Editor's Note: This article originally appeared on Business Insider.
President Donald Trump on Monday accused military leaders of perpetuating wars to boost profits for arms manufacturers, but his administration has made expanding arms sales a top priority throughout his tenure — exacerbating devastating conflicts in the process.
“I'm not saying the military's in love with me — the soldiers are, the top people in the Pentagon probably aren't because they want to do nothing but fight wars so that all of those wonderful companies that make the bombs and make the planes and make everything else stay happy,” Trump told reporters at a White House press conference.
Trump's comments — as he faces criticism over a widely-corroborated report that he referred to America's war dead as “suckers” and “losers” — ignored his long record of boasting about arms sales to other countries facilitated by his administration. He also seemed unaware that more U.S. troops said they're likely to vote for Biden than him in recent polling.
After the brutal killing of Washington Post columnist Jamal Khashoggi by agents of the Saudi government, Trump touted arms sales to the kingdom in defense of maintaining relations with Saudi Crown Prince Mohammed bin Salman.
“If you look at Saudi Arabia, they're an ally and they're a purchaser of military equipment among other things,” Trump said in October 2018, just weeks after Khashoggi was killed and dismembered in the Turkish consulate in Istanbul. “When I went there, they committed to purchase $450 billion worth of things, and $110 billion worth of military. Those are the biggest orders in the history of this country, probably the history of the world.”
The CIA reportedly concluded that Crown Prince Mohammed ordered Khashoggi's killing, which catalyzed bipartisan calls in Washington for the U.S. to reevaluate its relationship with the Saudis. But Trump has consistently rejected any efforts to cut ties with Riyadh, vetoing a bipartisan bill that called for the U.S. to end support for the Saudi-led coalition in the devastating war in Yemen. The Yemen conflict has fostered what has widely been characterized as the world's worst humanitarian crisis and led to over 100,000 deaths since 2015.
America's fingerprints are all over the war in Yemen, as U.S.-made bombs have been used in incidents that led to mass civilian casualties in the Middle Eastern country.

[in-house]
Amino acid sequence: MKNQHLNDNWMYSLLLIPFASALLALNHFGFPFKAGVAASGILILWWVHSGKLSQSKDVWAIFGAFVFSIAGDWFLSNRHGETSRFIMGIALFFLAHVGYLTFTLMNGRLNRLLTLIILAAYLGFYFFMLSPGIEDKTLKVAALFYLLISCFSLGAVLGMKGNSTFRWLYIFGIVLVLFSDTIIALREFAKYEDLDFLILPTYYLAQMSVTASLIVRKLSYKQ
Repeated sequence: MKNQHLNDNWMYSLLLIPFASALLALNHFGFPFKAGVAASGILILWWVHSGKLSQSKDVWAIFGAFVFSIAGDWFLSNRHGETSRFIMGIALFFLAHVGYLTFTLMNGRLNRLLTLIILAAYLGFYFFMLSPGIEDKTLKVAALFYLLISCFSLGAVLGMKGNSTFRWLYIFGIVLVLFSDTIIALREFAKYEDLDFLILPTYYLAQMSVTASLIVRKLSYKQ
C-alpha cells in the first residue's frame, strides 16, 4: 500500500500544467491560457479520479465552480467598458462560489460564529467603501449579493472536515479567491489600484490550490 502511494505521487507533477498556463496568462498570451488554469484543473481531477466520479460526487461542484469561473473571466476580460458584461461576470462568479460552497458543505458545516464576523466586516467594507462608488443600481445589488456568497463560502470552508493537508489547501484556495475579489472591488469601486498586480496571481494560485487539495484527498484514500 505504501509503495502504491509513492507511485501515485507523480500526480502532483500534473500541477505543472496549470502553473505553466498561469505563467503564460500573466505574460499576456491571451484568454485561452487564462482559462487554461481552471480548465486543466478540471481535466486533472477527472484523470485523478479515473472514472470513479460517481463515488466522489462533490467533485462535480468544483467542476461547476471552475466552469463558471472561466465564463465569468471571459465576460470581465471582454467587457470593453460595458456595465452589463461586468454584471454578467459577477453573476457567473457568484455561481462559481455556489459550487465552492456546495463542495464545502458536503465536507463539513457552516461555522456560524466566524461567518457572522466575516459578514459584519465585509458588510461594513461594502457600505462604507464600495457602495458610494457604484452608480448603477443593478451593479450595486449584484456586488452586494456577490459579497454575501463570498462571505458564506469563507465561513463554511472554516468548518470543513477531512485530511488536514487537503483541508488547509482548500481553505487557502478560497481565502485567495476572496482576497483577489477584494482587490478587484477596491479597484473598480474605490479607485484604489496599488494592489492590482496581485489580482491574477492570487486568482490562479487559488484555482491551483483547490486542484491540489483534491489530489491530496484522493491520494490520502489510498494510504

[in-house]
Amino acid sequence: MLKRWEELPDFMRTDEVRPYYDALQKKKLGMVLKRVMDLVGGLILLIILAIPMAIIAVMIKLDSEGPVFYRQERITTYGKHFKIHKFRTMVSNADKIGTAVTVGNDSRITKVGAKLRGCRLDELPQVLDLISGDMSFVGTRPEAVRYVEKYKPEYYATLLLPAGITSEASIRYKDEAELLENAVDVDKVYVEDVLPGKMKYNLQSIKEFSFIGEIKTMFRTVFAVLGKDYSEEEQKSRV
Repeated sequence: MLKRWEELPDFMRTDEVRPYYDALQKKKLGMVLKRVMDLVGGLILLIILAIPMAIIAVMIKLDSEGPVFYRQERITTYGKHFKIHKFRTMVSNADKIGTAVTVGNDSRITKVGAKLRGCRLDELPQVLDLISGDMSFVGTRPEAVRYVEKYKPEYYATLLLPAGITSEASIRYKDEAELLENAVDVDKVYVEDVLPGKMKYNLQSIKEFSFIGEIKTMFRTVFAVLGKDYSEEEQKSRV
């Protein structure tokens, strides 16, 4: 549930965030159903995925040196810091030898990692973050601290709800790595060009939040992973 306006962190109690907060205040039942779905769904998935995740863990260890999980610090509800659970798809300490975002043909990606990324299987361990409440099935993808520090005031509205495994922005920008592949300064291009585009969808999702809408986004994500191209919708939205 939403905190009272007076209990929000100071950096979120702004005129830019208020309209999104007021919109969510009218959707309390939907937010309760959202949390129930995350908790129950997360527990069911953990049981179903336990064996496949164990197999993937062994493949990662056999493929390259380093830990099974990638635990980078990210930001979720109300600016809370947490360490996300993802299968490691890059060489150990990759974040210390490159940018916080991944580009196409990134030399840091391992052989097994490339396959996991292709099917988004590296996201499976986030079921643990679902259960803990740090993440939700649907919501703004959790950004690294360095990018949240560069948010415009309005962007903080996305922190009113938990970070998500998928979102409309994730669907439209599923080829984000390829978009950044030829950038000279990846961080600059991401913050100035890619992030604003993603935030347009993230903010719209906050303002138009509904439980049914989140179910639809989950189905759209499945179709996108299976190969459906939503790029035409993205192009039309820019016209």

Even still, Trump has bypassed Congress to allow the sale of billions of dollars in arms to the Saudis and the United Arab Emirates, and last July vetoed several resolutions aimed at blocking the sale.
Amid the impeachment proceedings earlier this year, Trump and his GOP allies boasted about the sale of Javelin anti-tank missiles to Ukraine (though did not mention that Ukraine could not actually use the missiles under the stipulations of the deal).
More recently, the Trump administration has moved to circumvent a decades-old arms control pact to sell weaponized drones to the Saudis and other Middle Eastern countries, prompting bipartisan pushback in Congress.
Arms sales have increased dramatically under Trump's watch, with Saudi Arabia as a top customer.
Exports of major arms from the U.S. grew by 23 percent between 2010–14 and 2015–19, according to the Stockholm International Peace Research Institute (SIPRI).
“Half of US arms exports in the past five years went to the Middle East, and half of those went to Saudi Arabia,” Pieter D. Wezeman, Senior Researcher at SIPRI, said earlier this year on the latest data.
The U.S. is the top exporter of arms in the world, and there's no question that U.S. weapons sales fuel conflicts across the globe. In that sense, there was truth in what Trump said on Monday.
But Trump's effort to blame military leaders, which includes people nominated by him, is at odds with his administration's well-documented record of arms sales.
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